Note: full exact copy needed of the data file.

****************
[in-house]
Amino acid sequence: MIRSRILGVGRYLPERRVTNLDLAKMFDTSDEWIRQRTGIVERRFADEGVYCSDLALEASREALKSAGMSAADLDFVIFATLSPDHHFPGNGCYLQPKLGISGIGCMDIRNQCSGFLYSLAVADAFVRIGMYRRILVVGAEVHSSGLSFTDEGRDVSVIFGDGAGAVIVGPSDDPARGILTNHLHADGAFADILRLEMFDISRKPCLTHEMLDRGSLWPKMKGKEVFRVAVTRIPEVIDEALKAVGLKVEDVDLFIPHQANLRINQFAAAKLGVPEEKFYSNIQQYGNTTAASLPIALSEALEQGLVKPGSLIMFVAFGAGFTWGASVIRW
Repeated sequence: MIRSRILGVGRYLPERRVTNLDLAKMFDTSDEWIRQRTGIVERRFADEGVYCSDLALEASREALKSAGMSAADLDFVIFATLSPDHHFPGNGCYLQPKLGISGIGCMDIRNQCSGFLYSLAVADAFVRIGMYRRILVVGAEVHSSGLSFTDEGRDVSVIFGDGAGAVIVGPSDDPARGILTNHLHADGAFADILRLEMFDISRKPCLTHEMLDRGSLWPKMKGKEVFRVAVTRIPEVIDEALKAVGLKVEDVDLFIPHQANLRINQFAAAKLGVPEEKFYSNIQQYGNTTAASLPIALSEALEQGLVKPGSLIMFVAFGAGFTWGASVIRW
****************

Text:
[in-house]
Amino acid sequence: MIRSRILGVGRYLPERRVTNLDLAKMFDTSDEWIRQRTGIVERRFADEGVYCSDLALEASREALKSAGMSAADLDFVIFATLSPDHHFPGNGCYLQPKLGISGIGCMDIRNQCSGFLYSLAVADAFVRIGMYRRILVVGAEVHSSGLSFTDEGRDVSVIFGDGAGAVIVGPSDDPARGILTNHLHADGAFADILRLEMFDISRKPCLTHEMLDRGSLWPKMKGKEVFRVAVTRIPEVIDEALKAVGLKVEDVDLFIPHQANLRINQFAAAKLGVPEEKFYSNIQQYGNTTAASLPIALSEALEQGLVKPGSLIMFVAFGAGFTWGASVIRW
Repeated sequence: MIRSRILGVGRYLPERRVTNLDLAKMFDTSDEWIRQRTGIVERRFADEGVYCSDLALEASREALKSAGMSAADLDFVIFATLSPDHHFPGNGCYLQPKLGISGIGCMDIRNQCSGFLYSLAVADAFVRIGMYRRILVVGAEVHSSGLSFTDEGRDVSVIFGDGAGAVIVGPSDDPARGILTNHLHADGAFADILRLEMFDISRKPCLTHEMLDRGSLWPKMKGKEVFRVAVTRIPEVIDEALKAVGLKVEDVDLFIPHQANLRINQFAAAKLGVPEEKFYSNIQQYGNTTAASLPIALSEALEQGLVKPGSLIMFVAFGAGFTWGASVIRW